Our journey took us into the eclectic town of Willowmore where we stopped to fill up with petrol. Positioned on the main route to the holiday town of Knysna, Willowmore is littered with antique stores, coffee shops, pubs and quaint places to stay. It was bright and sunny but an icy wind prevailed, making us realise how cold the Karoo nights will be.
Next we took the R341 to De rust followed by the R62 to Oudtshoorn.
We were relieved to reach Ladismith as our next stop was a mere 15km further. We stopped off to get some basic supplies. Ladismith is famous for cheese, but somehow there seemed to be no sign of any dairies. The local Spar carried an entirely different brand…
“The Place” is situated in the Klein Karoo wilderness between Ladismith and Riversdale, at the end of a private road in a beautiful secluded valley. We were booked into the cosy Studio cottage which is situated above uninterrupted views of the vlaktes and koppies, Touwsriver valley, surrounding mountain ranges and breathtaking sunsets.
The Studio forms part of the original ostrich chick building that was lovingly converted, whilst staying faithful to the building’s industrial origins. Lizelle met us with a steaming loaf of olive bread, fresh from the oven and we felt completely at home. Too tired to cook or braai, we devoured the left-over chicken pie that Helen had made for us the night before.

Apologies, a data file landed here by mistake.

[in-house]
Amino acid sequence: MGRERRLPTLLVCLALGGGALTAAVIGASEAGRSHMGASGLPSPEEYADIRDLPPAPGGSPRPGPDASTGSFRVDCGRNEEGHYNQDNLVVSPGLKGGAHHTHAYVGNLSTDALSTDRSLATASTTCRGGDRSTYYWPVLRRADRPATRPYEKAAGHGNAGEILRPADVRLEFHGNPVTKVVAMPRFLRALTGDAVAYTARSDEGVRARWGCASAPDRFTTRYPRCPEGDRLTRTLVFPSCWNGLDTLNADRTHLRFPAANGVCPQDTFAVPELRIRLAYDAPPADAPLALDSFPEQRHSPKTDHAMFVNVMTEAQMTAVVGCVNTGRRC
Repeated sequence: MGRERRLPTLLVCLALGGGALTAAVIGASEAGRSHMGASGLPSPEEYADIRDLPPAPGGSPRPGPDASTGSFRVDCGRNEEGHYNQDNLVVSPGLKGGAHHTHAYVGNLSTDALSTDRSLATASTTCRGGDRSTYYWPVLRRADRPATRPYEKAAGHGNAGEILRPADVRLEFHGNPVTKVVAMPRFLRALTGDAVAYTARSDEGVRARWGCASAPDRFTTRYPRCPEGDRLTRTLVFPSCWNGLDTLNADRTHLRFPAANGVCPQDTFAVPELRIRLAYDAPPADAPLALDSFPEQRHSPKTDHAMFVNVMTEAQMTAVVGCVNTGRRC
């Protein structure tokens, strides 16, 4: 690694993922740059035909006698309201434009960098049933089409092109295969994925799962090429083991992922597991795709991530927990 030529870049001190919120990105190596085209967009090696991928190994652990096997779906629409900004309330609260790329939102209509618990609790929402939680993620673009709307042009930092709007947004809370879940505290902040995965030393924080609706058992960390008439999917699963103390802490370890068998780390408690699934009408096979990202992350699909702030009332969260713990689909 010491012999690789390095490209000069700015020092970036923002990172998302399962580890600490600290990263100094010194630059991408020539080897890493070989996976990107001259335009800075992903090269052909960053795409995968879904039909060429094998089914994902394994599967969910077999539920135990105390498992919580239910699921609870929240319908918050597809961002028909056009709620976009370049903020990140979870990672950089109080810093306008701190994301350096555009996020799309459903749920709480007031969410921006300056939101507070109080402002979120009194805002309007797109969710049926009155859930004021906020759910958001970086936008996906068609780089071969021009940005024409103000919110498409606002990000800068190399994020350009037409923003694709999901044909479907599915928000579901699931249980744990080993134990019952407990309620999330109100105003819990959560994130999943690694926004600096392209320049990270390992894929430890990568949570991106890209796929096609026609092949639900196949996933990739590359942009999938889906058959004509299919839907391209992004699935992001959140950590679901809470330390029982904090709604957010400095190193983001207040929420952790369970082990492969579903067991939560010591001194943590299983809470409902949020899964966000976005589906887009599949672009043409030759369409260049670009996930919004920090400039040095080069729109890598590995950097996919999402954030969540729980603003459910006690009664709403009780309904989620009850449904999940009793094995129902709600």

We enjoyed a lovely early morning walk with the dogs and admired the exquisite scenery and the sparklingly fresh Karoo air. The botanical biodiversity of this region is unequalled by any other desert or semi-desert on earth. Apparently you’ll find over 5 000 different plant species, some 2 000 of which occur nowhere else in the world! About a third of the world’s 10 000 succulents occur in this region.
Lizelle suggested a day-trip to nearby Vanwyksdorp and a possible drive via the Rooibergpas to Calitzdorp, followed by a round trip back via Ladismith. We debated taking Hobie cat, but decided that as we’d already lost one cat, we needed to not let this one out of our sight!
What a fantastic discovery Vanwyksdorp is! Lizelle recommended the Spekboom restaurant for breakfast. Amanda the cheerful owner and her charming daughter welcomed us and our dogs and prepared a delicious breakfast while we sat in the sun and enjoyed the stunning surroundings and chatted to the locals.